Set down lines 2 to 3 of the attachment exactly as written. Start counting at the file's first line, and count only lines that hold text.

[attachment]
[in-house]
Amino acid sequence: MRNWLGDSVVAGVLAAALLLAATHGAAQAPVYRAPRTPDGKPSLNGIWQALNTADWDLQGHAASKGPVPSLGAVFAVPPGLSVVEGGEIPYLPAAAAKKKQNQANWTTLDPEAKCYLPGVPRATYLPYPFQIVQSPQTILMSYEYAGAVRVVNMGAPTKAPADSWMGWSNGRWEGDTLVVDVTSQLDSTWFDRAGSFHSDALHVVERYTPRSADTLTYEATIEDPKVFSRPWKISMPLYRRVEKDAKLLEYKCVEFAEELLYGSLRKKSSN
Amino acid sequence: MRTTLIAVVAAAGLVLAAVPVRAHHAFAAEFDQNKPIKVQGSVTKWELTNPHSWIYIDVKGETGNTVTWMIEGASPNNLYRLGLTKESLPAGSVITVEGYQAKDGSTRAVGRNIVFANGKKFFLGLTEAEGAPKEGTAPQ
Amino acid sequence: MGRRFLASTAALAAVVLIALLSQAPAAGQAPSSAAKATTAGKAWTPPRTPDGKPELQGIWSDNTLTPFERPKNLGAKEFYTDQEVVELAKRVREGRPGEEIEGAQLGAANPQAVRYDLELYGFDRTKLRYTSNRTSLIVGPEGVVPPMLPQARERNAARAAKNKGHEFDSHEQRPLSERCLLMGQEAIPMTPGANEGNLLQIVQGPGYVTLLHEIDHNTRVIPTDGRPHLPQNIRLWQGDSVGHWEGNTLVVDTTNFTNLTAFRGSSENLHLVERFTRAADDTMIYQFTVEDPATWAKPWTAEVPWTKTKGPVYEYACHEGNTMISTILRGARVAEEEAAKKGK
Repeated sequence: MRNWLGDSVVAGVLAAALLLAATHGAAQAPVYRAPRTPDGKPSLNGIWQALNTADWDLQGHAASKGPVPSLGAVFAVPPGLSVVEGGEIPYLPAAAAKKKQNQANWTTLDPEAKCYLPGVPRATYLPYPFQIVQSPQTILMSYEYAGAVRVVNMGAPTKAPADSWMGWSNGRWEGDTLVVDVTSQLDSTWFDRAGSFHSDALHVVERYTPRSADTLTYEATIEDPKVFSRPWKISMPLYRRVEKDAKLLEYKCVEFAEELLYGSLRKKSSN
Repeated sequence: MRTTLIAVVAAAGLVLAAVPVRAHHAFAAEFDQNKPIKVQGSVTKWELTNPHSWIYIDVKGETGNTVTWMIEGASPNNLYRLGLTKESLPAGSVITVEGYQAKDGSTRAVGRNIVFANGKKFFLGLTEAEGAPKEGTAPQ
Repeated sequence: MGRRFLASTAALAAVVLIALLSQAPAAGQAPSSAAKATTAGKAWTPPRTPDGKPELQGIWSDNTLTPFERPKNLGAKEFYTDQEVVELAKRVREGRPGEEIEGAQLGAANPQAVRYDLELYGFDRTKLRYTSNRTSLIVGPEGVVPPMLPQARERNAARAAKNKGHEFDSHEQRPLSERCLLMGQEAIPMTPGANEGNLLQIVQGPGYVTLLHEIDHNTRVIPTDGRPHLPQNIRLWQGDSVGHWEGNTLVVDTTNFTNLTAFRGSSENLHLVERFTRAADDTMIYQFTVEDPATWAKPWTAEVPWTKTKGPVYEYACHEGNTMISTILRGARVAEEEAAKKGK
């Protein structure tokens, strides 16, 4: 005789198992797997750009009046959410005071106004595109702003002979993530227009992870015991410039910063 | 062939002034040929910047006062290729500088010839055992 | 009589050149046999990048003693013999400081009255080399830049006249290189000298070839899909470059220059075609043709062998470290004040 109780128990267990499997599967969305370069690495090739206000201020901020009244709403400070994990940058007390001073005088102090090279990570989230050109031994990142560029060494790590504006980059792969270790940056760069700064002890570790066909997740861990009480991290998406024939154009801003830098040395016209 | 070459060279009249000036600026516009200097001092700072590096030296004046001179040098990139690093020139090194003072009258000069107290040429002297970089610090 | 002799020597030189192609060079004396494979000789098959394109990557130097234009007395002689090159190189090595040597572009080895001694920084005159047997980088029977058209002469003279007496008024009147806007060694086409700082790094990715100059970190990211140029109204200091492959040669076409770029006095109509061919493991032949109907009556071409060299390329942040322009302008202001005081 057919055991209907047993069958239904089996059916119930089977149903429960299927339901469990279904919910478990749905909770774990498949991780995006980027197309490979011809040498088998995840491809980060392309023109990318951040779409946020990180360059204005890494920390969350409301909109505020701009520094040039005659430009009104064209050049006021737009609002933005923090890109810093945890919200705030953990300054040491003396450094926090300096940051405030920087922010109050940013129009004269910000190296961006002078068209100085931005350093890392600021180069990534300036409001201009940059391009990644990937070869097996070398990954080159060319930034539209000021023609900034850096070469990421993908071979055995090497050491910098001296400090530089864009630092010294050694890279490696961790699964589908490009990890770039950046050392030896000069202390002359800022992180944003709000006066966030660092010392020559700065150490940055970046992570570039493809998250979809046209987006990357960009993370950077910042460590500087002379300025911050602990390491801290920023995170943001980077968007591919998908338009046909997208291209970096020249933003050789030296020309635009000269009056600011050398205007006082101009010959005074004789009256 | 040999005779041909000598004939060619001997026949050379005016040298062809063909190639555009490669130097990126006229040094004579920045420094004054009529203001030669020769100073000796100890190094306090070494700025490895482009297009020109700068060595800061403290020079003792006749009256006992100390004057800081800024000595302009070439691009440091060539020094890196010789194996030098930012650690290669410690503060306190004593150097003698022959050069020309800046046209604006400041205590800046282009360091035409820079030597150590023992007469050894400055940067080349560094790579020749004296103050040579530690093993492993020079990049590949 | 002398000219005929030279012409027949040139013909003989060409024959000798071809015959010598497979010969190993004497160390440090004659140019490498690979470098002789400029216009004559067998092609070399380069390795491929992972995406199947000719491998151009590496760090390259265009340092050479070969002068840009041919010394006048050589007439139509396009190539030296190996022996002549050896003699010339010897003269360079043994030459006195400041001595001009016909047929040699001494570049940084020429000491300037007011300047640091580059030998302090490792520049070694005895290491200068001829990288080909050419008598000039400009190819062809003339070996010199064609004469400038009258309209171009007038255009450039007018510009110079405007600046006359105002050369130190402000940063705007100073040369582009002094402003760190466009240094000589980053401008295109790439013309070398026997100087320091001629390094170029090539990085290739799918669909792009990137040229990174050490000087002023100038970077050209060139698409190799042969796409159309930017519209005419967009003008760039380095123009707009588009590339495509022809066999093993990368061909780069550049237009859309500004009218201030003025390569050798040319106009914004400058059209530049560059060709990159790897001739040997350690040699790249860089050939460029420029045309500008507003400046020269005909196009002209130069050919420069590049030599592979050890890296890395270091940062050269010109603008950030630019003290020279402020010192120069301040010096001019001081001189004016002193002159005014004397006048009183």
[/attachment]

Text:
Amino acid sequence: MRNWLGDSVVAGVLAAALLLAATHGAAQAPVYRAPRTPDGKPSLNGIWQALNTADWDLQGHAASKGPVPSLGAVFAVPPGLSVVEGGEIPYLPAAAAKKKQNQANWTTLDPEAKCYLPGVPRATYLPYPFQIVQSPQTILMSYEYAGAVRVVNMGAPTKAPADSWMGWSNGRWEGDTLVVDVTSQLDSTWFDRAGSFHSDALHVVERYTPRSADTLTYEATIEDPKVFSRPWKISMPLYRRVEKDAKLLEYKCVEFAEELLYGSLRKKSSN
Amino acid sequence: MRTTLIAVVAAAGLVLAAVPVRAHHAFAAEFDQNKPIKVQGSVTKWELTNPHSWIYIDVKGETGNTVTWMIEGASPNNLYRLGLTKESLPAGSVITVEGYQAKDGSTRAVGRNIVFANGKKFFLGLTEAEGAPKEGTAPQ